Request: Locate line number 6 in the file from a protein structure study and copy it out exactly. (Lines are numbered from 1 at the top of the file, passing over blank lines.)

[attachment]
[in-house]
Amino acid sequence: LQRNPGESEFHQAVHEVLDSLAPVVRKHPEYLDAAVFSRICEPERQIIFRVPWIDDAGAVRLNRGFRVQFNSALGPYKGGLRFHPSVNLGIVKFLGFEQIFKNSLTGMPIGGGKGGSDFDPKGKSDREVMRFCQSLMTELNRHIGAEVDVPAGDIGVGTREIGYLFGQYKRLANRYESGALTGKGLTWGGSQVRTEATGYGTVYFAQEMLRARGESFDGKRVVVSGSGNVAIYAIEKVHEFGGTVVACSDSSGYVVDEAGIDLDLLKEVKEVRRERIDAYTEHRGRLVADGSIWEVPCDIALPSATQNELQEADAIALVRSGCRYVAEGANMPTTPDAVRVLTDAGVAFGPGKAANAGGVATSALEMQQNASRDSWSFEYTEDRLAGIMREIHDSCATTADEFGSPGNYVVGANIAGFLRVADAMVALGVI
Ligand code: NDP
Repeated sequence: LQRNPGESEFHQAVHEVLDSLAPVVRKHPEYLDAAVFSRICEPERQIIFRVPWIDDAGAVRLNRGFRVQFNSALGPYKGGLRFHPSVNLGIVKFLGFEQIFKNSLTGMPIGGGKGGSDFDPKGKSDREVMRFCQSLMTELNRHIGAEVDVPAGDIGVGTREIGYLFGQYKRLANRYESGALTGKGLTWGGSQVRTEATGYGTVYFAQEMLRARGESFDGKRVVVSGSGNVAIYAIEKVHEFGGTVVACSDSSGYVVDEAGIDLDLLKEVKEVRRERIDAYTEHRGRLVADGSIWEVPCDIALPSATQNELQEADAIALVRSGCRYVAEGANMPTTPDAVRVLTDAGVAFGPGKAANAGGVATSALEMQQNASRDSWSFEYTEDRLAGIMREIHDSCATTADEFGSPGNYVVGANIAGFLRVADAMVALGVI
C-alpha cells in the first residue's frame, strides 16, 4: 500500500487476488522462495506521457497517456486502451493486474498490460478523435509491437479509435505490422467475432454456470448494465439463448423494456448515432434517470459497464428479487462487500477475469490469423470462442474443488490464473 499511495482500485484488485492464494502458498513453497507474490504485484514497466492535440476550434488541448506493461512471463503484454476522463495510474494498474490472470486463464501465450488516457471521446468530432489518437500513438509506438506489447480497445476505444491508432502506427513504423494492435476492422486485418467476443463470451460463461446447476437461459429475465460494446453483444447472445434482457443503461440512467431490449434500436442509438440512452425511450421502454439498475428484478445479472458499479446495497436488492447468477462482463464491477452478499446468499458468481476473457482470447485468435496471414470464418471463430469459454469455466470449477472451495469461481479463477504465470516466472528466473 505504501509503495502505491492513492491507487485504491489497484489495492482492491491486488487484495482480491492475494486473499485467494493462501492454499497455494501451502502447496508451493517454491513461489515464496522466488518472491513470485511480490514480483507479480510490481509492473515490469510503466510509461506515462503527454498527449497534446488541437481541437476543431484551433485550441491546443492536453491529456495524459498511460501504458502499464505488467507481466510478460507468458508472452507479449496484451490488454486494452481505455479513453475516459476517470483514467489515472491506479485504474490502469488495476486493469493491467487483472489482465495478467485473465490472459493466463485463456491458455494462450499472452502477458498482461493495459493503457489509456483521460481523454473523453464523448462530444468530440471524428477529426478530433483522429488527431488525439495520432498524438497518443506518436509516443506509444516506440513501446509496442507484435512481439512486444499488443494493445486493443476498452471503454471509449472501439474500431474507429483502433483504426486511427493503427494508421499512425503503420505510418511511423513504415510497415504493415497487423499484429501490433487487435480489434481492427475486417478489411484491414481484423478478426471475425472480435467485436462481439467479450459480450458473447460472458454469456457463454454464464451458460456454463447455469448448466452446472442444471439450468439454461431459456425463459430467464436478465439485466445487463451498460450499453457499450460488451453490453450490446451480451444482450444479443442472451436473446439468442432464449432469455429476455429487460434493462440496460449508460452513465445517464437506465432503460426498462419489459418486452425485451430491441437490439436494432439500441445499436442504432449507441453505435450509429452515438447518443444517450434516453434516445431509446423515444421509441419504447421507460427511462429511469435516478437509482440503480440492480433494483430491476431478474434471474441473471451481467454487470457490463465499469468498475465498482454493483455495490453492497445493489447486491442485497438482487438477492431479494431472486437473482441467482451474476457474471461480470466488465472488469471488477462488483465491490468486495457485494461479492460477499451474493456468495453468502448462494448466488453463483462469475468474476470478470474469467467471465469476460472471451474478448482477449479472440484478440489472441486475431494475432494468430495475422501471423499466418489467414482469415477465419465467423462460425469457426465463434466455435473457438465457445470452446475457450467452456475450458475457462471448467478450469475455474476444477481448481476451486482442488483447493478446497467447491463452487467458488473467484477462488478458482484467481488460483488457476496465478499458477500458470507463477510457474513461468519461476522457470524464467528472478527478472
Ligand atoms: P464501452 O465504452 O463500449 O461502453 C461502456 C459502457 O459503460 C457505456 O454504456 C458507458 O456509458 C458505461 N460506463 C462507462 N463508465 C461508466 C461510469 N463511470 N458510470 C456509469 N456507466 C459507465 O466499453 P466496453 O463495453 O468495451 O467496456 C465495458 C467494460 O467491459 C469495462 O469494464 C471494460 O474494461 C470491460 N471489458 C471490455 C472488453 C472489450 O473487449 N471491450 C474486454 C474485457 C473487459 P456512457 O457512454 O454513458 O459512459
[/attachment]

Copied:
Ligand atoms: P464501452 O465504452 O463500449 O461502453 C461502456 C459502457 O459503460 C457505456 O454504456 C458507458 O456509458 C458505461 N460506463 C462507462 N463508465 C461508466 C461510469 N463511470 N458510470 C456509469 N456507466 C459507465 O466499453 P466496453 O463495453 O468495451 O467496456 C465495458 C467494460 O467491459 C469495462 O469494464 C471494460 O474494461 C470491460 N471489458 C471490455 C472488453 C472489450 O473487449 N471491450 C474486454 C474485457 C473487459 P456512457 O457512454 O454513458 O459512459